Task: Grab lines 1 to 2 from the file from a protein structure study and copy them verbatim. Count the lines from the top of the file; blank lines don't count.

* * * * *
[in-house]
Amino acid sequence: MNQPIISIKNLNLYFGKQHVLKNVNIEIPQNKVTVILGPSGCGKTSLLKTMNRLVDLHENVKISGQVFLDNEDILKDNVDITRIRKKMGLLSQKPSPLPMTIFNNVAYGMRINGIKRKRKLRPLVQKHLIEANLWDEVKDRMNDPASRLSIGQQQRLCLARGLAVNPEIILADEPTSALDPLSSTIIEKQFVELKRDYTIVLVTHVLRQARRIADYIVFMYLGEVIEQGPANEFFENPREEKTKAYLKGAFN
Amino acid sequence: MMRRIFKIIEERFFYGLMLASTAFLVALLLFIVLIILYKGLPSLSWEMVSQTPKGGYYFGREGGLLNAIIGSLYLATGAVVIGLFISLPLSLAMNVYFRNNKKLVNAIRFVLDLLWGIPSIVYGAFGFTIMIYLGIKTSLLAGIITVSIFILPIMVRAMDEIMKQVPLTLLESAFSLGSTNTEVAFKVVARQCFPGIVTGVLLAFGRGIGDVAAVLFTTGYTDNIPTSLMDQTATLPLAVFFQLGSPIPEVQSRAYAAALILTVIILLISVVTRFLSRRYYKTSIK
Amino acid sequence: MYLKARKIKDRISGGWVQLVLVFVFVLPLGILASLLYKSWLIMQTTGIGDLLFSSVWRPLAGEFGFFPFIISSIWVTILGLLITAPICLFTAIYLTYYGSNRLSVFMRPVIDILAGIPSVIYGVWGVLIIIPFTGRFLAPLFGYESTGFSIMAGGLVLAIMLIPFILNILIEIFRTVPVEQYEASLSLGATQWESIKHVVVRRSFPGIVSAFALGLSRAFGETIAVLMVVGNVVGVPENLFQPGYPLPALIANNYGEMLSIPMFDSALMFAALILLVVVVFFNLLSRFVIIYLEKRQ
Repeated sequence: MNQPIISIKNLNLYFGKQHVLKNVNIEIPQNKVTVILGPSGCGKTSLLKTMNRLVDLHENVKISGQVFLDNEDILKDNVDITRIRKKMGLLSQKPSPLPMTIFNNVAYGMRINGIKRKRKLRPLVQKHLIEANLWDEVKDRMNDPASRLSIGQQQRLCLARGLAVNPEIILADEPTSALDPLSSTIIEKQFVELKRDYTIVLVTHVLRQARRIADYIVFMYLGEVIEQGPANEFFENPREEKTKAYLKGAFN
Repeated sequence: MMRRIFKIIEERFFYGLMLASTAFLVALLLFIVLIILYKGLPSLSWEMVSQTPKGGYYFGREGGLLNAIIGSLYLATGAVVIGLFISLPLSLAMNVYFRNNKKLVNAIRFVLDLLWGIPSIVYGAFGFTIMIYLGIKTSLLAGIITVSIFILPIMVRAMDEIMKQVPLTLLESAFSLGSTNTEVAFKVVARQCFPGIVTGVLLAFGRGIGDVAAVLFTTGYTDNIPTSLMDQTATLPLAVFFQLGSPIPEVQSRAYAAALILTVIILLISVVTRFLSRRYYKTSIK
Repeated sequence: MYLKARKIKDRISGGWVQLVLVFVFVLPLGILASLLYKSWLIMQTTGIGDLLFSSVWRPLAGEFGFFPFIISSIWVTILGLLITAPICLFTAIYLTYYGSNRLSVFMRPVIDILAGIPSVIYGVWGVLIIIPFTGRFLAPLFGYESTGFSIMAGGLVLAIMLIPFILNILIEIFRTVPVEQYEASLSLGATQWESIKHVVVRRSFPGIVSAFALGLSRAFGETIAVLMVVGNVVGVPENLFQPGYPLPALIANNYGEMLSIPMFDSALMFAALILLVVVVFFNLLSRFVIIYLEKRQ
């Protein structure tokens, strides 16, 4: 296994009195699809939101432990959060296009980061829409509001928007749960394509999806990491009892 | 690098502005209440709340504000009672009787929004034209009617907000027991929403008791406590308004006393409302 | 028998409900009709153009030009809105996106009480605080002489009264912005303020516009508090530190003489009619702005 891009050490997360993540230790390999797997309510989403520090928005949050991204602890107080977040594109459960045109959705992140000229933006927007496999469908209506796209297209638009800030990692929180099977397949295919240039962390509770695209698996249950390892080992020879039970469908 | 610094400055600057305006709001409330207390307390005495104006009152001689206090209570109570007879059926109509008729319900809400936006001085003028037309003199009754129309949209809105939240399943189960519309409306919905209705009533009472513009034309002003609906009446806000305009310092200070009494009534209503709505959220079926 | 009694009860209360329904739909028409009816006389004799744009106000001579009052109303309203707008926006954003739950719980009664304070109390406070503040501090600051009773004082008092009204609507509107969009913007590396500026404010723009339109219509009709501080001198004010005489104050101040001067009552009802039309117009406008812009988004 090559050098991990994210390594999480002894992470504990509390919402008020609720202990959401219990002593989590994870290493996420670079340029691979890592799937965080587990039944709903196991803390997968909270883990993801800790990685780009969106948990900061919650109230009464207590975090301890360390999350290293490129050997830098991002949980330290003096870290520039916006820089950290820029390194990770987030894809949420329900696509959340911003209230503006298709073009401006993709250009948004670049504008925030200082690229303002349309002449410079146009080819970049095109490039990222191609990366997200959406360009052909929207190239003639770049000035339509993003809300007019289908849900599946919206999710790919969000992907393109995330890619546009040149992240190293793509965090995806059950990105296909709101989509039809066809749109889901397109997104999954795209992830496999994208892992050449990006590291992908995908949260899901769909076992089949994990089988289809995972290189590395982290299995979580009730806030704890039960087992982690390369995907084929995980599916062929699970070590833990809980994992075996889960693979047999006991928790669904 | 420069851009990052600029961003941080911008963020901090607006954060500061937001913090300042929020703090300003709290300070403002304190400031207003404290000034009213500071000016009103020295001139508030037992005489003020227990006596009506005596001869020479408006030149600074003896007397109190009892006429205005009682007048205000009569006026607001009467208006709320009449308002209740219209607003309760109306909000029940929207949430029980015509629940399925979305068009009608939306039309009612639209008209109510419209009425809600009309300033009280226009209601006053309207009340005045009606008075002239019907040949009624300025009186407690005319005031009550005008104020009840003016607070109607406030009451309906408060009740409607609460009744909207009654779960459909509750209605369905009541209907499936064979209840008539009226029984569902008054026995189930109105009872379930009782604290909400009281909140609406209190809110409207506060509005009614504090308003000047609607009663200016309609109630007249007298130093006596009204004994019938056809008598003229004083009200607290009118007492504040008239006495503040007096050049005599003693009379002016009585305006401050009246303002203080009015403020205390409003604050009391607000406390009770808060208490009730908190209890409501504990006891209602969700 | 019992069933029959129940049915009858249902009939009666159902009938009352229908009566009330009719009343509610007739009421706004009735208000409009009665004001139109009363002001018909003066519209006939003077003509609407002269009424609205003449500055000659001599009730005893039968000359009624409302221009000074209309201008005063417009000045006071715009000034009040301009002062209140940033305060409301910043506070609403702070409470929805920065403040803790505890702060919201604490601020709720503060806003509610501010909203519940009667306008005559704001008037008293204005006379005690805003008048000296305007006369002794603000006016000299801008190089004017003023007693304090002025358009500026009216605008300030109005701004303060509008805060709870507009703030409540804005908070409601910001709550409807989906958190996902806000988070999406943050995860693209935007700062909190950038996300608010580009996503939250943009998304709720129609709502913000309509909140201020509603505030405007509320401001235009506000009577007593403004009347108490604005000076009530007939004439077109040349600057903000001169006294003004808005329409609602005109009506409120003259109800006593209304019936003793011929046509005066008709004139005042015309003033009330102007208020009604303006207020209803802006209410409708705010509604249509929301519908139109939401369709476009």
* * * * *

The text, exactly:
[in-house]
Amino acid sequence: MNQPIISIKNLNLYFGKQHVLKNVNIEIPQNKVTVILGPSGCGKTSLLKTMNRLVDLHENVKISGQVFLDNEDILKDNVDITRIRKKMGLLSQKPSPLPMTIFNNVAYGMRINGIKRKRKLRPLVQKHLIEANLWDEVKDRMNDPASRLSIGQQQRLCLARGLAVNPEIILADEPTSALDPLSSTIIEKQFVELKRDYTIVLVTHVLRQARRIADYIVFMYLGEVIEQGPANEFFENPREEKTKAYLKGAFN